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I have spelled out the proofs that over a paracompact Hausdorff space every vector sub-bundle is a direct summand, and that over a compact Hausdorff space every topological vector bundle is a direct summand of a trivial bundle, here
I have spelled out further elementary detail at topological vector bundle.
In (what is now) the section Transition functions I have added a detailed argument that the thing which is glued from the transition functions of a vector bundle is indeed isomorphic to that vector bundle.
Then in (what is now) the section Basic properties I have spelled out a detailed proof that a homomorphism of topological vector bundles is an isomorphism as soon as it is a fiberwise linear isomorphism.
(I was trying to be really explicit, maybe in contrast to what Hatcher offers. The only thing I should still add for completeness is at general linear group the statement that the inclusion $GL(n,k) \hookrightarrow Maps(k^n, k^n)$ into the mapping space with its compact-open topology is continuous.)
The only thing I should still add for completeness is at general linear group the statement that the inclusion GL(n,k)↪Maps(kn,kn) GL(n,k) \hookrightarrow Maps(k^n, k^n) into the mapping space with its compact-open topology is continuous.)
I wonder if one can see this using the fact $GL(n,k)$ is an open subspace of $End(k^n)$, $End(k^n) \simeq k\otimes k*$, and the resulting linear map $k \to k\otimes Maps(k^n,k^n)$. Here we’d need $Maps(k^n,k^n)$ as a topological vector space. But, hmm, what sort of fields $k$ are you allowing? Just $\mathbb{R}$ and $\mathbb{C}$? (and perhaps $\mathbb{H}$…)
Ah, I see you did this on the other thread!
I have spelled out in some detail the proof that topological vector bundles are classified by the relevant Cech cohomology: here.
I have spelled out more statements and proofs in the section Over closed subspaces
Sorry for not reacting earlier. I’d rather we fix an explanation than just removing it. So I have made it this:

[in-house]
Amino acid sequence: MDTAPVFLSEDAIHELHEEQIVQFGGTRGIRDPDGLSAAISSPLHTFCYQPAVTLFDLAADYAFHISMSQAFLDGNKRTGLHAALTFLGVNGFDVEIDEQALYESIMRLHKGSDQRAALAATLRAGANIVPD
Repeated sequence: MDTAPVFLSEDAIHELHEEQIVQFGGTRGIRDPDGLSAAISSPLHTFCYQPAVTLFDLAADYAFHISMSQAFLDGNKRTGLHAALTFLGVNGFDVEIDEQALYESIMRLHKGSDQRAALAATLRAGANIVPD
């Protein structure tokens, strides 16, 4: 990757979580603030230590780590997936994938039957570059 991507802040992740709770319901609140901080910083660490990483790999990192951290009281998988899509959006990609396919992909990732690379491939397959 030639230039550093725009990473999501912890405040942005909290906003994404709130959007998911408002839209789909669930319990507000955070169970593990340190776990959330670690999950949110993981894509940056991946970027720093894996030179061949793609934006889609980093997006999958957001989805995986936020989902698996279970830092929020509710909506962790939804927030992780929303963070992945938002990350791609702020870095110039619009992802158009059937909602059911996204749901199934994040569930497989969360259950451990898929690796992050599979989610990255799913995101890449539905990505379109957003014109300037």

(like every finite dimensional vector space, by the Heine-Borel theorem)
you had added this sentence:
Constructions in $Vect(X)$ can be acheived by means of smooth functors, which represent the constructions on vector spaces that can be applied fiberwise to vector bundles.
I am not sure that “smooth functor” is a good term here in the page on topological vector bundles.
Probably you want to refer to “natural operations” (to be created) as in Kolar-Michor-Slovak?
I have moved the sentence to a Remark with that title (now here).
Added:
This result is apparently due to Steenrod, see Theorem 11.4 in \cite{Steenrod}.
Added:
The original reference for many results about bundles, including the theorem that concordance implies isomorphism, is
12: In traditional literature on (topological) vector bundles over paracompact Hausdorff spaces there is a discussion of “continuous functors” (on several covariant and several contravariant vector space variables) on vector spaces (definition in terms of graph of the functor) like exterior product etc. which automatically induce functors on products of categories of vector bundles on the space. This is not the same (I think) as a (newer definition of a) natural operation in the sense of Kolar-Michor-Slovak as the tangent bundle does not make sense in that generality (no manifolds in the game!). I guess some considered also smooth functor in the same sense. Most examples are the same, but I believe “continuous” allows some more possibilities.
12, 14 Milnor, Stasheff, Characteristic classes, page 32, the definition (which is not fully expanded there) and theorem 3.6.
BTW, you can easily grab the formatted bibitem from places like here.
But thanks for insisting. So I have removed the previous remark and instead added one now titled Fiberwise Operations.
Currently it reads as follows:
The category $FinVect$ of finite dimensional vector spaces over a topological ground field is canonically a Top-enriched category, and so are hence its product categories $FinVect^{n}$, for $n \in \mathbb{N}$. Any Top-enriched functor
$F \;\colon\; FinVect^n \longrightarrow FinVect$induces a functorial construction of new topological vector bundles $\widehat{F}(\mathcal{V}_1,, \cdots, \mathcal{V}_n)$ from any n-tuple $(\mathcal{V}_1, \mathcal{V}_2 , \cdots, \mathcal{V}_n)$ of vector bundles over the same base space $B$, by taking the new fiber over a point $b \in B$ to be (e.g. Milnor & Stasheff 1974, p. 32):
$F \big( \mathcal{V}_1, \cdots \mathcal{V}_n \big) _b \;\coloneqq\; F \big( (\mathcal{V}_1)_b, \cdots, (\mathcal{V}_n)_b \big) \,.$For example:
if $F \,\coloneqq\, (-)^\ast \,\colon\, FinVect \longrightarrow FinVect$ is the operation of forming dual vector spaces, then $\widehat{F}$ constructs the fiberwise dual vector bundle;
if $F \,\coloneqq\, det \,\colon\, FinVect \longrightarrow FinVect$ is the operation of forming determinants, then $\widehat{F}$ is the construction of fiberwise determinant line bundles;
if $F \,\coloneqq\, \oplus \,\colon\, FinVect^2 \longrightarrow FinVect$ is the direct sum of vector space, then $\widehat{F}$ constructs the fiberwise direct sum of vector bundles (“Whitney sum”);
if $F \,\coloneqq\, \otimes \,\colon\, FinVect^2 \longrightarrow FinVect$ is the tensor product of vector spaces, then $\widehat{F}$ constructs the fiberwise tensor product of vector bundles.
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